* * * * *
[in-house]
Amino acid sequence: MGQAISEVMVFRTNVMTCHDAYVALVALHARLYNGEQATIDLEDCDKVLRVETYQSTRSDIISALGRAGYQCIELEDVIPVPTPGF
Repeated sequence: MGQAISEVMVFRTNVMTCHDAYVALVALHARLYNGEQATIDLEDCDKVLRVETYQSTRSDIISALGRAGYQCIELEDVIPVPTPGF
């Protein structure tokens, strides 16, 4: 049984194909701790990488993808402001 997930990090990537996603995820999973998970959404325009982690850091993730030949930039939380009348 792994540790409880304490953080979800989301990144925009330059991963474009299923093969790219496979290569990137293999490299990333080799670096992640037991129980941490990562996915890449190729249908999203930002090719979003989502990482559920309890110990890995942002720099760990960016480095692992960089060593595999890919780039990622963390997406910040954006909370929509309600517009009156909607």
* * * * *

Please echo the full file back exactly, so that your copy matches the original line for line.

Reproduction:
[in-house]
Amino acid sequence: MGQAISEVMVFRTNVMTCHDAYVALVALHARLYNGEQATIDLEDCDKVLRVETYQSTRSDIISALGRAGYQCIELEDVIPVPTPGF
Repeated sequence: MGQAISEVMVFRTNVMTCHDAYVALVALHARLYNGEQATIDLEDCDKVLRVETYQSTRSDIISALGRAGYQCIELEDVIPVPTPGF
């Protein structure tokens, strides 16, 4: 049984194909701790990488993808402001 997930990090990537996603995820999973998970959404325009982690850091993730030949930039939380009348 792994540790409880304490953080979800989301990144925009330059991963474009299923093969790219496979290569990137293999490299990333080799670096992640037991129980941490990562996915890449190729249908999203930002090719979003989502990482559920309890110990890995942002720099760990960016480095692992960089060593595999890919780039990622963390997406910040954006909370929509309600517009009156909607």